Yeah. You want to see the fall. I had a friend who had watched the show for the first time a couple weeks ago and he's like, "Is that show just about people sleeping with other people's wives?"
What do you think Ted sees in Peggy?
Obviously she's an attractive woman, but I think she understands him and that's a huge turn-on. I think it's a lot about her drive and her talent. He doesn't have the machismo thing, so for him to be able to work with a woman, that's gotta be a little refreshing. And it goes back to the scene when he and Gleason were in the hospital and he's trying to figure out Don – "I don't get it, what is this guy doing, it's just a waste of energy." He never had that with Peggy. The minute Peggy joins Cutler, Gleason and Chaough she's on the team; she's solving problems as opposed to creating them.
It also seems like Peggy has been misreading Ted. She misdirects Joan on Avon because she thinks she knows how he will react, and she waltzes into his office after the breakup with Abe and expects him to profess his love again.
I think you're right on the mark. There's a lot of assumptions about how he's going to react based on previous reactions but the information she doesn't have is that he's holding the ship together and so she doesn't get his undivided attention like she did when she was the new kid at his office where everything ran the way it was supposed to run. This guy is busy. He's literally getting on a plane to go solve the other problem and you're bringing him business, he says, "Great, now do your job." It's a common theme so far this year -- people, do your job. What's new to him, I think, is all the drama.
Are you as conscientious as Ted?
I hope so. I try to be. I don't think anyone can always be that way but that's a goal. I guess I tend to be aware of other people, sometimes to a fault.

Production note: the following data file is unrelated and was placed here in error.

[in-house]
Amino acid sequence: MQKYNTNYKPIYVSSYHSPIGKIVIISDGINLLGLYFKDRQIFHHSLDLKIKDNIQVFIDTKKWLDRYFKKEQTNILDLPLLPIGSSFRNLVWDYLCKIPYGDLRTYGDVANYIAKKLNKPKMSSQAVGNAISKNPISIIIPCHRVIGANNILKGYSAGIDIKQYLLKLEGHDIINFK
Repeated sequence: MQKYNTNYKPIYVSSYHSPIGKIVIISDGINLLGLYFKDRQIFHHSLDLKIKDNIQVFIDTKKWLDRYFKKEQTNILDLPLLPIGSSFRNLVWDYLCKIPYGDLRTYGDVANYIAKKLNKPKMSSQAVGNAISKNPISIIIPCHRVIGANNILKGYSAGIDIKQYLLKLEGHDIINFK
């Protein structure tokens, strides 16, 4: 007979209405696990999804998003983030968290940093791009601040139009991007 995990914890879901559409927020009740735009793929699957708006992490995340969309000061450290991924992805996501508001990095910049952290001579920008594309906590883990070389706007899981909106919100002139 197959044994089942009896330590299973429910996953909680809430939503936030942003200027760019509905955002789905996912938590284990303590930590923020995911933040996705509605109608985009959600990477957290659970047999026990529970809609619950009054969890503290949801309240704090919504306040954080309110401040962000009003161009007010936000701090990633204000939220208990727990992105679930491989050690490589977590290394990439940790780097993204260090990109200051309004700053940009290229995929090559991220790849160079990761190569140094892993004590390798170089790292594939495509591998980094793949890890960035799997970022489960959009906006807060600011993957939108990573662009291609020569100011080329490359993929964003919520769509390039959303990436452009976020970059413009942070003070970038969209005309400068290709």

How does it feel to be the new guy in school?
At the beginning of the year I felt like a freshman in high school and you kind of stay out of the way and don't get stuffed in the locker but they are so welcoming and accommodating. I really felt like by the end of the year I was one of the team.
They didn't haze you or anything?
No, I got hazed. At the end of the year my car got TP'd.
Jon Hamm brought you into his trailer and made you do shots.
And made me do his laundry. [laughs] No, everyone on that show is appreciative of what they have and it's the only show I've ever been on where people come early and stay late.
Are there things about Ted we have yet to learn?
Yes. I think I can say yes to that…
We do know he's a pilot.
How about that! If you go back two years ago, the first time you see the old office at Cutler, Gleason and Chaough was during the Honda pitch. There is a 6-foot wooden propeller in my office, on my desk is a stapler that's in the shape of airplane, there's a tachometer as a paperweight. I still don't know to this day if that was the kind of thing where he said, "Oh, by the way he's a pilot, decorate accordingly," or if they decorated with cool pilot stuff and then go, "Hey, maybe he's a pilot?" This is the information we don't receive.
So some of the process is still mysterious to you.
Right, which is kind of fun. You read a script and you think God, I hope I don't die in this episode. The one thing Matt kept saying this year, especially toward the middle, was "now be the boss." That was fun, as we start to learn more that becomes more fun to play.
It's probably the best thing that he could have done to get Peggy out of SCDP. Now she's back.
And now she’s stuck between them. I love the end [of “The Better Half” ] where she’s standing there, two doors shutting on her. So heartbreaking. I told [
Having Ted in the office really brings out another dimension in Peggy.
She used to have to only deal with Don and she would have to be a certain way to deal with Don. I think having Ted in the office opens her up, just watching her and Joan connive was awesome. That argument in front of the elevators [between Joan and Peggy], it was fascinating. I love that stuff. They're so good together. Someone was telling me they want to see them open their own business.
I want to watch that spinoff.
Right? Well, it's called "Rhoda."